Jakarta Sunday Chill-out: Trying out William’s Casual Dining in SCBD

Given last Saturday’s fainting situation, I decided to have a steady Sunday – for real. Arshad and I decided to road-test a new restaurant in SCBD: William’s Casual Dining.

I discovered William’s Casual Dining through an Instragram ad (what do you know, IG ads actually work!). I figured, hey, the food looks interesting and they’re website is beautifully done. No harm in trying something new to celebrate my 2nd year anniversary in Jakartown.

Williams_A&A_wm

Arshad and I at William’s for Sunday lunch

Situated at the heart of Jakarta’s Central Business District (SCBD), William’s is a laidback restaurant serving Western and Asian cuisines.

The ambience was true to their claim: casual dining. The seats were comfortable and there were booths for couples who wanted to go on dates and long tables for friends and family.

williams truffle fries

William’s truffle fries paired with chardonnay

I was famished so we ordered glasses of wine first. Chardonnay for me and Pinot Noir for the mister. For Rp110k per glass, I’m not complaining! Their wine selection, although limited, is not bad either.

I paired my chardonnay with the usual starters of truffle fries. I just love the aroma of truffle oil combined with my fries, although I try to eat this sparingly aka special occasions only, since I veer away from anything deep-fried. At Rp45k, it’s reasonably priced without sacrificing the truffle oil punch.

The watermelon salad we chose to share was interesting. It was a blend of cured watermelon, vanilla mascarpone, balsamic caviar, cashew crumbs, dill and lemon fluid.

The watermelon was fresh and the vanilla mascarpone had a hint of sweetness that wasn’t overpowering. Overall, the salad was refreshing and light. It’s something I wouldn’t mind ordering again.

William's watermelon salad

Watermelon salad from William’s Casual Dining: refreshing and uniquely interesting

For our mains, I decided to go for the roast baked barramundi with smoked mash potato, cauliflower, baby carrots, chilli oil and potato glass. Since it’s a pescatarian dish, I paired it with another glass of chardonnay.

The fish was fresh and nicely cooked, with the vegetables on the side crunchy when you take a bite of them. The mashed potato had an interesting consistency and viscosity to it, which I actually liked.

Williams_baked barramundi_wm

Roast baked barramundi with smoked mash potato, cauliflower, baby carrots, chilli oil and potato glass

Arshad, on the other hand, ordered the creamy mushroom spaghetti, which, according to its menu, is “as simple as its title,” and I couldn’t agree more. It was that: a pleasant, comfort pasta of cream and mushroom, with a very light hint of sweetness to it.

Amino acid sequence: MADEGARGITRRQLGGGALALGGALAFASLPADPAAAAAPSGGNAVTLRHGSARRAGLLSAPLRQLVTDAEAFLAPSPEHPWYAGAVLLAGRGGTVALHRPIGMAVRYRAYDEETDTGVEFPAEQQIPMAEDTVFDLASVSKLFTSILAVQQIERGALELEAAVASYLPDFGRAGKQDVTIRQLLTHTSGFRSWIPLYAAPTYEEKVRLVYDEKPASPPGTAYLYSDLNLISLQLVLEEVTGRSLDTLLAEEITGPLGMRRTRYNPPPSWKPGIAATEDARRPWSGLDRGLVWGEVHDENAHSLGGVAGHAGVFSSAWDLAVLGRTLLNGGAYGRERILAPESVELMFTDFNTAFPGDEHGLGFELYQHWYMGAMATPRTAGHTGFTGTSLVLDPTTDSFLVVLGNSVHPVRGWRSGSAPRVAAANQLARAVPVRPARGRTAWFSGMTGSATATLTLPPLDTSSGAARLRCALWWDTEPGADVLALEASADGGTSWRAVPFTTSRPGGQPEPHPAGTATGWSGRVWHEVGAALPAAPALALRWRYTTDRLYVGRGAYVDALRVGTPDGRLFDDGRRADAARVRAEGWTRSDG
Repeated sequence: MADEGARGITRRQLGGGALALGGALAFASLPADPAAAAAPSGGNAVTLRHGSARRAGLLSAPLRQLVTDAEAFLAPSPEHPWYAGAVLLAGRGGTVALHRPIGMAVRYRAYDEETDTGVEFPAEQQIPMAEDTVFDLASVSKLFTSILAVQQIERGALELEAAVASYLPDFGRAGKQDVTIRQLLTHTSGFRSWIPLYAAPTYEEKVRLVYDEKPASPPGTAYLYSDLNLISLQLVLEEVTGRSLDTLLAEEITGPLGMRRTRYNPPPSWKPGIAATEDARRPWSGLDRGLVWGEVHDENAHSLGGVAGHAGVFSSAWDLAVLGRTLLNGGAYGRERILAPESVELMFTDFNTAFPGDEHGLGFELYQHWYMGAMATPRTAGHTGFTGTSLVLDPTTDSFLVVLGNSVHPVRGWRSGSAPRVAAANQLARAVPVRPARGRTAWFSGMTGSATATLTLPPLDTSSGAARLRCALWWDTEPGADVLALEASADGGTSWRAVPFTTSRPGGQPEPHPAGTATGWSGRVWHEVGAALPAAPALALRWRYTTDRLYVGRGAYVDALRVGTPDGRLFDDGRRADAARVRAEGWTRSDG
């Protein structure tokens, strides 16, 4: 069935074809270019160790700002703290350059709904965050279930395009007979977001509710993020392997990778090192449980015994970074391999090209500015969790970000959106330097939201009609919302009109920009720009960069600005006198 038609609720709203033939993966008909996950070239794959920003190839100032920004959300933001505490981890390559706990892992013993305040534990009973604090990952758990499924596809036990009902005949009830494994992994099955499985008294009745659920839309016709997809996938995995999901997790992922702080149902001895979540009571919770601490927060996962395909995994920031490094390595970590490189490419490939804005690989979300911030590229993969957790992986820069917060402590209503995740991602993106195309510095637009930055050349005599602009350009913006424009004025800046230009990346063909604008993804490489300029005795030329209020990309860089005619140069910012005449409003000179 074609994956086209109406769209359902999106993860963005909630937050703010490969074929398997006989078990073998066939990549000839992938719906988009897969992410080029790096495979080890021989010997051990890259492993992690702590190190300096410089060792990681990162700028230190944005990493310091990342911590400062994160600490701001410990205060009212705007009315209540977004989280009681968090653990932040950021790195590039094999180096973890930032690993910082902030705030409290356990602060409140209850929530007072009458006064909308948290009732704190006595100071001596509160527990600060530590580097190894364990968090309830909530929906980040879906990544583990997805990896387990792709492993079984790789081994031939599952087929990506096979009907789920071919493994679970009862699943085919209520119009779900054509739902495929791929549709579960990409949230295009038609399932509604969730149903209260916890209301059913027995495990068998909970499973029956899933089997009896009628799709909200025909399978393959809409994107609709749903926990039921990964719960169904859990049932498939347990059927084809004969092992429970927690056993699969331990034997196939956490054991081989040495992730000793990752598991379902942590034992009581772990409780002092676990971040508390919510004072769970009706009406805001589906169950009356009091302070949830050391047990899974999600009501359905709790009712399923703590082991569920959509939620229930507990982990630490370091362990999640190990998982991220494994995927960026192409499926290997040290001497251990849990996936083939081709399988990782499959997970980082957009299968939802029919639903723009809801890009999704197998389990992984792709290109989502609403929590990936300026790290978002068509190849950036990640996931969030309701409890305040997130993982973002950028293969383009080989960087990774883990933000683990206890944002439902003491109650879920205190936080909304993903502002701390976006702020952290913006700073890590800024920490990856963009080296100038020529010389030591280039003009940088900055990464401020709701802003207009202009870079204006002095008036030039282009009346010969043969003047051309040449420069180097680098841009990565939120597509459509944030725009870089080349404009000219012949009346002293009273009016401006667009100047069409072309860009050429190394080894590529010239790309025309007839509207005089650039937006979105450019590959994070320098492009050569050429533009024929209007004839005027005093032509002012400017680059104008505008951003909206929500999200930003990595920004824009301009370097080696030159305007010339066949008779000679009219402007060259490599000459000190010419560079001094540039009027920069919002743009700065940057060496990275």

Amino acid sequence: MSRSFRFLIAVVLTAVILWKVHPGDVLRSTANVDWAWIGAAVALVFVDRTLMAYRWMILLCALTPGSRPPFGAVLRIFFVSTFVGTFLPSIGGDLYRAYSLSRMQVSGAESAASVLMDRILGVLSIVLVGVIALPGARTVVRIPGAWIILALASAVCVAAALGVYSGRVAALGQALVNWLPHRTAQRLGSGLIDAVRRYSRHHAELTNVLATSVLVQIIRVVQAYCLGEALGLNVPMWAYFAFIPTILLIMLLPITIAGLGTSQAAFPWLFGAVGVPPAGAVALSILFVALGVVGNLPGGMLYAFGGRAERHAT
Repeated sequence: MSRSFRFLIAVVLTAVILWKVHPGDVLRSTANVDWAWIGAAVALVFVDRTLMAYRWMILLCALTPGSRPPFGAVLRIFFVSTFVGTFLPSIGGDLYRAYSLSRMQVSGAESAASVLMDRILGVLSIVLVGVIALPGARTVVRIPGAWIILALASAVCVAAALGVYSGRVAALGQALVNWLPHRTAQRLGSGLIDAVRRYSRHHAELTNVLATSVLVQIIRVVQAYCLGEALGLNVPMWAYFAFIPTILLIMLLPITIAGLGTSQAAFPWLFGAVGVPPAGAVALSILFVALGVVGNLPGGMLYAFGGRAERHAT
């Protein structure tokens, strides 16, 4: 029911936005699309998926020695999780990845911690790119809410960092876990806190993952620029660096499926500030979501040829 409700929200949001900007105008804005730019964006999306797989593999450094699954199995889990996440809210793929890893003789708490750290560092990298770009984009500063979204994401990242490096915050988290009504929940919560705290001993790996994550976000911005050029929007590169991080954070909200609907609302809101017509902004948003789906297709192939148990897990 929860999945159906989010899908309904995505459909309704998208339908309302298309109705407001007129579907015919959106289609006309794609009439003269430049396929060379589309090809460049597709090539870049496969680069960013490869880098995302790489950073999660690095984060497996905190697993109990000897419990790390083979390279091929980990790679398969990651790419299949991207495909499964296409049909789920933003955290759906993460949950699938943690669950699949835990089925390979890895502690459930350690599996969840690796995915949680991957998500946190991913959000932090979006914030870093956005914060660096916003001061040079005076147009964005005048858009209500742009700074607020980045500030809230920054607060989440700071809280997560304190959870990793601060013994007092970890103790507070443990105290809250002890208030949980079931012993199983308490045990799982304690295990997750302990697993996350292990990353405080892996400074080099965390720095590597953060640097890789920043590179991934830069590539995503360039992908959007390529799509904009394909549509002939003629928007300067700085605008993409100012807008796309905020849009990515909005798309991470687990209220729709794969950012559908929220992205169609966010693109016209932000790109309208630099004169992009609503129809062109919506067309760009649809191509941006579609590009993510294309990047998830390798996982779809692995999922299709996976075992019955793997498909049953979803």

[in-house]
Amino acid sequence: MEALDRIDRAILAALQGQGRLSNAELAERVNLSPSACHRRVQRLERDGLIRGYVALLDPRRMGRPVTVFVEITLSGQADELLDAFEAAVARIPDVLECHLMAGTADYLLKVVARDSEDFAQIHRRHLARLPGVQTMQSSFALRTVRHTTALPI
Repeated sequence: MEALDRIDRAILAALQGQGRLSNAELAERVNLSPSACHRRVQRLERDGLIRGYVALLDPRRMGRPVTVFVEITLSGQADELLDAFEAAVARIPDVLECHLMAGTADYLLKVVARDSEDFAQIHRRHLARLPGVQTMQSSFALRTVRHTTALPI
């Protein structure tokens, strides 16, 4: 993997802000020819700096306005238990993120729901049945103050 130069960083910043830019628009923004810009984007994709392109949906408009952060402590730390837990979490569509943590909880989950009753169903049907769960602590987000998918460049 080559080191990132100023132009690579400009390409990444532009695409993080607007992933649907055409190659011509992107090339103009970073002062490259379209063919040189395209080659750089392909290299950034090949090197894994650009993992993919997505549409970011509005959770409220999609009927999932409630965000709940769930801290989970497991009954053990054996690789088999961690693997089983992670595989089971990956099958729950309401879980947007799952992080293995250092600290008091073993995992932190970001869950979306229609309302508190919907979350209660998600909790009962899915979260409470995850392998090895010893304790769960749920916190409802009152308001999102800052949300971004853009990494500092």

Arshad felt like it could still be creamier, as that is his preference for creamy pasta. I prefer it light this way and I wouldn’t want it any other way. I can order this for myself next time!
Williams_creamy mushroom pasta_wm

Overall, the food was both good and interesting. In terms of price points, I think William’s Casual Dining is reasonable, considering the freshness and the quality of the ingredients.

In terms of areas of improvement, the waiting time for the food tops the chart for me. The restaurant was almost packed for Sunday lunch, I don’t think the kitchen was ready for the deluge of orders. My truffle fries took more than 15 minutes before it came out (yes, I timed it). The main course took around half an hour.

Under normal circumstances, I would have bitched about it, but since I was trying to be zen that day, I patiently waited.  In fact, we wanted to try the Dragon’s Nest for dessert but we were told it’s going to take another 15 minutes or so for it, so we decided to just head out to another dessert place.

The wait staff could also be trained more, since they did not immediately give us out our plates and utensils. The salad came out without the plates and utensils and we were staring at it for quite a while, before the staff took the hint.

It’s a relatively new restaurant so admittedly, I’m more forgiving. The food made up for the delays but I do hope they improve the time spent waiting and they train their staff to be more attentive to the customers.

Plus, fine, they have good online presence and they have good Instagram ads, if I may say. I’m a sucker for beautifully orchestrated web sites and deliberate efforts on social media, so hats off to William’s on this.

Will I come back? Sure – just to give it another shot, perhaps on a less busy time or day. I’m keen to try their octopus crackers, arancini and king prawn aglio olio. Hopefully, I can also get my hands on the Dragon’s Nest already!

Here are the contact details of William’s:

Phone: +621 21889061 ext: 858

Reservation table recommended

Opening hours: 10am – 11pm; daily

Address: Jl. Tulodong Atas No. 28, SCBD , Jakarta

Budget: Rp455,000 for 2 people (average)